It is also possible to create anonymous functions (functions not bound to a name), for immediate use in expressions. This uses lambda forms, described in section :ref:`lambda`. Note that the lambda form is merely a shorthand for a simplified function definition; a function defined in a ":keyword:`def`" statement can be passed around or assigned to another name just like a function defined by a lambda form. The ":keyword:`def`" form is actually more powerful since it allows the execution of multiple statements and annotations.

Programmer's note: Functions are first-class objects. A "def" form executed inside a function definition defines a local function that can be returned or passed around. Free variables used in the nested function can access the local variables of the function containing the def. See section :ref:`naming` for details.

Class definitions

A class definition defines a class object (see section :ref:`types`):

A class definition is an executable statement. The inheritance list usually gives a list of base classes (see :ref:`metaclasses` for more advanced uses), so each item in the list should evaluate to a class object which allows subclassing. Classes without an inheritance list inherit, by default, from the base class :class:`object`; hence,

class Foo:

is equivalent to

class Foo(object):

The class's suite is then executed in a new execution frame (see :ref:`naming`), using a newly created local namespace and the original global namespace. (Usually, the suite contains mostly function definitions.) When the class's suite finishes execution, its execution frame is discarded but its local namespace is saved. [4] A class object is then created using the inheritance list for the base classes and the saved local namespace for the attribute dictionary. The class name is bound to this class object in the original local namespace.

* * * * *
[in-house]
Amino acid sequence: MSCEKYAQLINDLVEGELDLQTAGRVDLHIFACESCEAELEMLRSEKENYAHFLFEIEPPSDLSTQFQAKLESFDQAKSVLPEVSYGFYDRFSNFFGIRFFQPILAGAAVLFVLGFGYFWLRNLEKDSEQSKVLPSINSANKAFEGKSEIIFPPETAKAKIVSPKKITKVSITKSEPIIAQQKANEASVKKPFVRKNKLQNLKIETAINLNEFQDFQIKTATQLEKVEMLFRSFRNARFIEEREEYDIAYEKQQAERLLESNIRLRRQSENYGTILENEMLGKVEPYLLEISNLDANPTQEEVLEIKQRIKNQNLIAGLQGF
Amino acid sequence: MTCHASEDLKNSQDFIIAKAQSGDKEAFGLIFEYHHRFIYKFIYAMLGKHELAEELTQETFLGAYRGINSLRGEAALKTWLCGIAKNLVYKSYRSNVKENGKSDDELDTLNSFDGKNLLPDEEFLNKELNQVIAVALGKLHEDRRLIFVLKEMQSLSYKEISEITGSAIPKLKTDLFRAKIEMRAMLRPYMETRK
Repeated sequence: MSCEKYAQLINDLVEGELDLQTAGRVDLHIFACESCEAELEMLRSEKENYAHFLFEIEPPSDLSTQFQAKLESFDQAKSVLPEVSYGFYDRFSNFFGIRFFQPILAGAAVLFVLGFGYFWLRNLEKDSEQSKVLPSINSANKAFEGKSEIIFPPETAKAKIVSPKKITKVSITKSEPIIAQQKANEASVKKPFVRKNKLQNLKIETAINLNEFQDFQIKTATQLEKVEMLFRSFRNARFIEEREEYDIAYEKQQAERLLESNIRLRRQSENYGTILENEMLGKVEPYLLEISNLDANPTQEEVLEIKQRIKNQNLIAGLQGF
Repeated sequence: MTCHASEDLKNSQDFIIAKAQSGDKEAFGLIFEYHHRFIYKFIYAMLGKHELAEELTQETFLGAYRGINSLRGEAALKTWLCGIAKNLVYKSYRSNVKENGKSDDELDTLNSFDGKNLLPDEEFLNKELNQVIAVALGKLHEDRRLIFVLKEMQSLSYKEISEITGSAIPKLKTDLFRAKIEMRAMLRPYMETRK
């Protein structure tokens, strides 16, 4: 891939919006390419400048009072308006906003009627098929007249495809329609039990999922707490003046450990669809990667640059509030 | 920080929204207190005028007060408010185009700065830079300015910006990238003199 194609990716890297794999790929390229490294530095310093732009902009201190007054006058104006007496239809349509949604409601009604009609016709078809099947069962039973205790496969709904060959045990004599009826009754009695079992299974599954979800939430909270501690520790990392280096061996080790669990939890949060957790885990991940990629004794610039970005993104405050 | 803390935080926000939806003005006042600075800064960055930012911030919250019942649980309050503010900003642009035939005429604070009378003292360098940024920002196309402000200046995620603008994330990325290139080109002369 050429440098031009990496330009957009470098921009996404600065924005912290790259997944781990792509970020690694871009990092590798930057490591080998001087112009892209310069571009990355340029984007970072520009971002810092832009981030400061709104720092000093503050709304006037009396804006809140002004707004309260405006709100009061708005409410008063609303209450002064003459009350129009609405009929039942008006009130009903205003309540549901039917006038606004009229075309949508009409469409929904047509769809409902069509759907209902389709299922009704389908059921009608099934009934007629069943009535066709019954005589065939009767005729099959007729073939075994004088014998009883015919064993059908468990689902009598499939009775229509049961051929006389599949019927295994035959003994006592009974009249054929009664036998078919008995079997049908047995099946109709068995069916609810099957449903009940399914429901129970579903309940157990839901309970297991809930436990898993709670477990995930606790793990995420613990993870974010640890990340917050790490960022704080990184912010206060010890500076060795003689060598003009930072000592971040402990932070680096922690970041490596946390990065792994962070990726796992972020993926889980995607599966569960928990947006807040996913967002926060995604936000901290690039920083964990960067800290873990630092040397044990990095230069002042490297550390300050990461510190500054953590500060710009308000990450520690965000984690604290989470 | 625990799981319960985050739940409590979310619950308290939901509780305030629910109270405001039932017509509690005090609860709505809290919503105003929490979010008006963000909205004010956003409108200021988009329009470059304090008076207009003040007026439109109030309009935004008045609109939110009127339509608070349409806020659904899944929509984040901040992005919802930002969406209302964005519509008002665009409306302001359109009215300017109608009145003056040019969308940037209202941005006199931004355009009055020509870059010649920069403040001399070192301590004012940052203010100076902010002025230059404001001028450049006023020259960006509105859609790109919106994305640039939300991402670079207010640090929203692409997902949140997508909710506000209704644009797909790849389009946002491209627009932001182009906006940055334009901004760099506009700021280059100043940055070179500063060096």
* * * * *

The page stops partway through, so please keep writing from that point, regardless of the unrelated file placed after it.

Class creation can be customized heavily using :ref:`metaclasses <metaclasses>`.

Classes can also be decorated: just like when decorating functions,

class Foo: pass

is equivalent to

class Foo: pass
Foo = f1(arg)(f2(Foo))

The evaluation rules for the decorator expressions are the same as for function decorators. The result must be a class object, which is then bound to the class name.

Programmer's note: Variables defined in the class definition are class attributes; they are shared by instances. Instance attributes can be set in a method with = value. Both class and instance attributes are accessible through the notation "", and an instance attribute hides a class attribute with the same name when accessed in this way. Class attributes can be used as defaults for instance attributes, but using mutable values there can lead to unexpected results. :ref:`Descriptors <descriptors>` can be used to create instance variables with different implementation details.


[1]The exception is propagated to the invocation stack unless there is a :keyword:`finally` clause which happens to raise another exception. That new exception causes the old one to be lost.
[2]Currently, control "flows off the end" except in the case of an exception or the execution of a :keyword:`return`, :keyword:`continue`, or :keyword:`break` statement.
[3]A string literal appearing as the first statement in the function body is transformed into the function's __doc__ attribute and therefore the function's :term:`docstring`.
[4]A string literal appearing as the first statement in the class body is transformed into the namespace's __doc__ item and therefore the class's :term:`docstring`.